“Yes, there are several red lines. The text which has been accepted states that we should bring people from Turkey to Europe. We are clearly against this. Moreover, we have stated that together with Slovakia, we made a “Reservation of Rights Statement,” Orbán said.

“We have declared that we proceed against the previous decisions of the EU. We proceed against the decisions concerning the transfer of migrants. Therefore we cannot support this text.”

“However, we do not prevent other countries to accept this text. But we have made the ‘Reservation of Rights Statement’ and we insist on our decision to bring the previous decision of the European Commission to trial and to try to repeal this decision.”

Matteo Renzi, Joseph Muscat and Viktor Orbán at meeting of heads of state or government with Turkey on March 8, 2016 / / EPNA, Brussels

Matteo Renzi, Joseph Muscat and Viktor Orbán at meeting with Turkey

The Polish Prime Minister Beata Szydlo hailed the deal with Turkey as a “big step towards an end of the migration crisis.”

According to Szydlo, the agreement will include a clause requested by Poland not to introduce mandatory quotas for the intake of refugees by the EU member states. (audio in Polish)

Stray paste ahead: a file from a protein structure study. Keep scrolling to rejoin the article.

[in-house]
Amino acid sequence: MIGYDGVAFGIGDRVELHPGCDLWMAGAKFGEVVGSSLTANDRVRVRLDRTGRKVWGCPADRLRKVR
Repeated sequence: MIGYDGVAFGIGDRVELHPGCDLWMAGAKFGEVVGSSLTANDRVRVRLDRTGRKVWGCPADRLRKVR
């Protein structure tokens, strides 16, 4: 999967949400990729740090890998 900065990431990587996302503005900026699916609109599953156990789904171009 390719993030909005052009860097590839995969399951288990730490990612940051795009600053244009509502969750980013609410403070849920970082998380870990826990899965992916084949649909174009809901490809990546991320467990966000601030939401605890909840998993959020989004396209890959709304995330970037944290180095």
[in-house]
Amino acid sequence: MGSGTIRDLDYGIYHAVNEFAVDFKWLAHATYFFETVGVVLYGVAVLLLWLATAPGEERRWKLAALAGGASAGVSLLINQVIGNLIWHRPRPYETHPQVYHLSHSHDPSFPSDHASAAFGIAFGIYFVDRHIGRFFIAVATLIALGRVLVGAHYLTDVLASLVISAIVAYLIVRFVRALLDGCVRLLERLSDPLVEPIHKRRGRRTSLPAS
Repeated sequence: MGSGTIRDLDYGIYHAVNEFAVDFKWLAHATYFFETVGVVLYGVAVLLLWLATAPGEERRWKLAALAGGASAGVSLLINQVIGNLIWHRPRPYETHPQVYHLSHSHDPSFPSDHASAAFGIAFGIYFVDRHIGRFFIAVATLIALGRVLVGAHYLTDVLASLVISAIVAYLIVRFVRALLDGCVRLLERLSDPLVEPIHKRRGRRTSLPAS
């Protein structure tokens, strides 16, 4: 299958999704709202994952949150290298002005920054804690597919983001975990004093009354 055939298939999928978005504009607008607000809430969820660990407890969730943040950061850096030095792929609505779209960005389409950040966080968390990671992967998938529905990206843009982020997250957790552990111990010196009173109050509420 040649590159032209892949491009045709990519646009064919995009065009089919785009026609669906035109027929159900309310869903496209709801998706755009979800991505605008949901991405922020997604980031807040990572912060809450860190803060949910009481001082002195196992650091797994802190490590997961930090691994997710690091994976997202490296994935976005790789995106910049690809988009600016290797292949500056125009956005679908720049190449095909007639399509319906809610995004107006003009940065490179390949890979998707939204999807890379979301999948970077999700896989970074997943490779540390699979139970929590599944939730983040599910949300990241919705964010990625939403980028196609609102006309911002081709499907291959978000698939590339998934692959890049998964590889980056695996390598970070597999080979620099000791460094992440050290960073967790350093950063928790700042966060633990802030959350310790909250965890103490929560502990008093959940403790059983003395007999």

“We have an agreement. We have now a common work plan with Turkey. The most important thing for me is my request that was added in the final text of the agreement, an amendment, that there will be no new commitments on the resettlement and relocation of refugees,” Szydlo said.

Tsipras backs deal with Turkey

On their meeting on Monday, the EU leaders had agreed on principles for a deal with Turkey, including the “return of all irregular migrants crossing from Turkey into Greek islands.”

On Tuesday (March 8), the United Nations High Commissioner for Refugees Filippo Grandi said in the European Parliament that he was “deeply concerned by any arrangement that would involve the indiscriminate return of people from one country to another, which would not provide the guarantees of refugee protection under international law.”

The Greek Prime Minister Alexis Tsipras, who hosted his Turkish counterpart Ahmed Davutoglu on Tuesday evening, welcomed the deal.

Establishing a legal route to Europe from Turkey will help dealing with human traffickers and put an end to the toll of refugees drowning in Aegean sea, Tsipras wrote on Twitter.

No doubt, the EU refugee deal with Turkey foresees close cooperation between Greece and Turkey.

The migration crisis also brings Germany and Greece closer together since both countries have a major interest to end the crisis.

  • Author: Daniele Weber, Euranet Plus News Agency
  • Further image credits: (middle 1) Conference on Eastern Mediterranean-Western Balkans route in Luxembourg in October 2015 / / EPNA, Brussels | (middle 2) Matteo Renzi, Joseph Muscat and Viktor Orbán at meeting of heads of state or government with Turkey on March 8, 2016 / / EPNA, Brussels

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Turkey’s President Erdoğan must see hypocrisy when Europe is at the table. Europe is begging Turkey for help with the migration crisis, speaking of values, but outsourcing its conscience to Turkey.